Definition of orchestra in English:

orchestra

Syllabification: or·ches·tra
Pronunciation: /ˈôrkistrə, -ˌkestrə
 
/

noun

  • 1A group of instrumentalists, especially one combining string, woodwind, brass, and percussion sections and playing classical music.
    More example sentences
    • Numbering more than 15,000, Boosey publications are a staple for serious musicians of all instruments, and for concert bands, orchestras and choirs.
    • The brass section of an orchestra typically consists of trumpets, horns, trombones, and tubas.
    • Calfe also is active in her high school marching, concert and jazz bands, orchestra and percussion ensemble.
  • 2 (also orchestra pit) The part of a theater where the orchestra plays, typically in front of the stage and on a lower level than the audience.
    More example sentences
    • This could be lowered for an orchestra pit; raised to match the floor level just in front of the stage, where it could support three rows of seating; or raised further to the stage's level, increasing its frontal floor area.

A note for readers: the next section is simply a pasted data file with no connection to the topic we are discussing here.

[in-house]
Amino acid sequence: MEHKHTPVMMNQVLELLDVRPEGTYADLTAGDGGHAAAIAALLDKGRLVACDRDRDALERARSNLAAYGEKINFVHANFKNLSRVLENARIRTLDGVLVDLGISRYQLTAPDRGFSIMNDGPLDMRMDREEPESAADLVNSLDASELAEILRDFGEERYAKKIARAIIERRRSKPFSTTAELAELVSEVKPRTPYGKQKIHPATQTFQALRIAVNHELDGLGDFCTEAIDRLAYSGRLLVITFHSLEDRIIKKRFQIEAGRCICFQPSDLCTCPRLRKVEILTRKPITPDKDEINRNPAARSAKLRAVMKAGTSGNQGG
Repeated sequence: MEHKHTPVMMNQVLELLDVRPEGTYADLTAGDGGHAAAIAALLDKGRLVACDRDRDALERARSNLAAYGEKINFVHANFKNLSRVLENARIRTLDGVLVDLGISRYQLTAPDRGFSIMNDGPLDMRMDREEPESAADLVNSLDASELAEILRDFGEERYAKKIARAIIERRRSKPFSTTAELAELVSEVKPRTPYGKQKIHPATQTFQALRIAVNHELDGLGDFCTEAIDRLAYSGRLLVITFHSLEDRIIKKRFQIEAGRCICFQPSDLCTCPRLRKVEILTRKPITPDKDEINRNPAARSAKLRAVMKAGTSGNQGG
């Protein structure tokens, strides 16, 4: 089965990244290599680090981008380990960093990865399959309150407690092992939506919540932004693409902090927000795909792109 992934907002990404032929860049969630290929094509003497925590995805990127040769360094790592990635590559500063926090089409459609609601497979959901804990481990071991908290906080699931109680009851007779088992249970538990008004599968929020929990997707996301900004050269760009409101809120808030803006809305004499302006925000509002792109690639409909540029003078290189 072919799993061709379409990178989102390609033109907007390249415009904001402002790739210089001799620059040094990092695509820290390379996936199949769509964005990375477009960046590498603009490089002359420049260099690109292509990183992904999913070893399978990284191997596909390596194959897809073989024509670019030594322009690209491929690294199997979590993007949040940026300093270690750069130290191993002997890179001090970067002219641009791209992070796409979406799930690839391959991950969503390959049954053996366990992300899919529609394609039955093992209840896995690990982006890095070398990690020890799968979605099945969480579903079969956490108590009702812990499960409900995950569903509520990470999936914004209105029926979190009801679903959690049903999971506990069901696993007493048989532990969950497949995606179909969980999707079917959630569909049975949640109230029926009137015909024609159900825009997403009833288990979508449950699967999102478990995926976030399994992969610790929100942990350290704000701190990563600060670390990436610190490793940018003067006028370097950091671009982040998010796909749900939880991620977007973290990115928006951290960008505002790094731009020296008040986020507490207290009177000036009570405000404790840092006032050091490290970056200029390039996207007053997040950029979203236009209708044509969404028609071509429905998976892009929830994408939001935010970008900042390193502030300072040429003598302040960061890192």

• During an orchestra rehearsal for New York City Ballet, Christopher Wheeldon rushes onto the stage from the audience, nimbly maneuvering over a narrow strip between the proscenium and the orchestra pit.
    • He's been keeping her in the orchestra pit under the stage all this time.
  • 2.1North American The seats on the ground floor in a theater.
  • 3The semicircular space in front of an ancient Greek theater stage where the chorus danced and sang.
    More example sentences
    • An exceptional feature of the theatre is the fact that a small stream was channelled through the space between the orchestra and the back of the proscenium.

Origin

early 17th century: via Latin from Greek orkhēstra, from orkheisthai 'to dance'.

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